Addiction hurts not only the person using, but also those close to that person. Family members and friends may beg, threaten, and plead for their loved one to get help…and feel thrilled, relieved, excited, anxious, and hopeful when they finally do. Many family members will have expectations about what their loved one’s recovery will look and feel like.
Many people expect life to return to normal after their loved one comes home after treatment. They may assume that the person has been cured and that the addiction is gone. They may expect their loved one to be ready to mend and strengthen relationships and to right past wrongs. They may want to monitor their loved one constantly to help keep them on track.
As someone once said, expectations are resentments waiting to happen.
What many family members don’t understand is that addiction is a disease without a cure. Recovery and a healthy life are possible, but they take work, commitment, and major lifestyle changes. If your loved one in recovery is not meeting your expectations and you find yourself growing hurt and resentful, it’s time to learn more about addiction–and to get involved with others who understand what it’s like.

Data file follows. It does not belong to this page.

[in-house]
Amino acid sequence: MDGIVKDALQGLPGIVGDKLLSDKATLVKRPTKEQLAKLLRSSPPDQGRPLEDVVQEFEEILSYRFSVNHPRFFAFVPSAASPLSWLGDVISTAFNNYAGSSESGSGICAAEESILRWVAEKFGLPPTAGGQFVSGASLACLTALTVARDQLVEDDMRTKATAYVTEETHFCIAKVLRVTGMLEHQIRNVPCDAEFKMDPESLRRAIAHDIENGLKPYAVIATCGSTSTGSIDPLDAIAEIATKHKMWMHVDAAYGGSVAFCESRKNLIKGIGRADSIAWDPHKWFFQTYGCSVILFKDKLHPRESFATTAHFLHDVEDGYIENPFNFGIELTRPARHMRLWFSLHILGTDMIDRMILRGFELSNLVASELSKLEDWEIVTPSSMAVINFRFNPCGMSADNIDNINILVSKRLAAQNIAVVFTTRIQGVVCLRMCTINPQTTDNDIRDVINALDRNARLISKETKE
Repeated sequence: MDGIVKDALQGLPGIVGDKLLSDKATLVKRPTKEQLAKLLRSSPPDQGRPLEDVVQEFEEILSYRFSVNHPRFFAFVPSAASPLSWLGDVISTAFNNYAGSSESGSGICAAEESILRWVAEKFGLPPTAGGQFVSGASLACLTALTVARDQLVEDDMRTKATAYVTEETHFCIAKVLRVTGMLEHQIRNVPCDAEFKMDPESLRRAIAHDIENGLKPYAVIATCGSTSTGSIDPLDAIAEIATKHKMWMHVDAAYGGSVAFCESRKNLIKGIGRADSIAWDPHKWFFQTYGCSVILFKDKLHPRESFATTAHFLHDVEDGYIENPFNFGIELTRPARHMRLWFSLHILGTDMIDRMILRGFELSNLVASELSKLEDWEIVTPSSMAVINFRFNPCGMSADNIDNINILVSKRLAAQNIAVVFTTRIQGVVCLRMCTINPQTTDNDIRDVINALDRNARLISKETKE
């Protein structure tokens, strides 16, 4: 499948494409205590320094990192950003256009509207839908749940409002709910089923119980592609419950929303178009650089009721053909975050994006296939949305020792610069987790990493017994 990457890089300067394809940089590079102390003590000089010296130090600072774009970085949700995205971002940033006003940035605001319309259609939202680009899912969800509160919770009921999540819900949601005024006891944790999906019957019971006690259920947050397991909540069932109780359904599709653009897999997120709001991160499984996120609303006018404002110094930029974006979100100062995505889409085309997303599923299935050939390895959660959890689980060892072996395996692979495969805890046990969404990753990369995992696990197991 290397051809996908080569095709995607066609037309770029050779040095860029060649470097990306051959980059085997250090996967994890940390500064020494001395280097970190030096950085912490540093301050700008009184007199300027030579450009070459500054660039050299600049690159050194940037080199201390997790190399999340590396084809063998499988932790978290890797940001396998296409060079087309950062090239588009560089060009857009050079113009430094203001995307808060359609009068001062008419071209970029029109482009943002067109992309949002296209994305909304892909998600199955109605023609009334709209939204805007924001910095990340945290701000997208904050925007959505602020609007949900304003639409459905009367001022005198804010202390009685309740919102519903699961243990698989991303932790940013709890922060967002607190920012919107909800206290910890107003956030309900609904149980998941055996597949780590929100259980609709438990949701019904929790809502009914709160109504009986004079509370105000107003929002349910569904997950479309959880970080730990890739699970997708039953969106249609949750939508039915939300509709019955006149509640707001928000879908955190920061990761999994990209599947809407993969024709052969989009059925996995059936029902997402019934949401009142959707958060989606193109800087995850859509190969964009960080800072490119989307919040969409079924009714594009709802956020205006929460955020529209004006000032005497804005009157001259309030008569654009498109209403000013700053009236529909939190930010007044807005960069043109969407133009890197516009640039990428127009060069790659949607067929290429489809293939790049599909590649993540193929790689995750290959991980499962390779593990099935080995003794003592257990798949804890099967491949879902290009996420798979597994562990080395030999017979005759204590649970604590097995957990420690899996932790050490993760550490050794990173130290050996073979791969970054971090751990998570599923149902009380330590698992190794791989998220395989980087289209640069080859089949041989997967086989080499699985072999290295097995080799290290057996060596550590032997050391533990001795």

A family group like Al-Anon can help you learn how to navigate your loved one’s recovery. You’ll learn that recovery is ongoing and unique for each individual. You’ll learn to loosen your desire to control your loved one’s well-being and to focus on your own instead. You’ll learn to let go of expectations.
When we have expectations about our loved one’s addiction recovery, we are expecting them to recover on our terms, with our guidelines and demands.
In Al-Anon, you’ll learn tools to help you better understand your loved one and yourself. Al-Anon can teach you how to act instead of react, how to be responsible for your own feelings and actions, and how to let your loved one make their own decisions.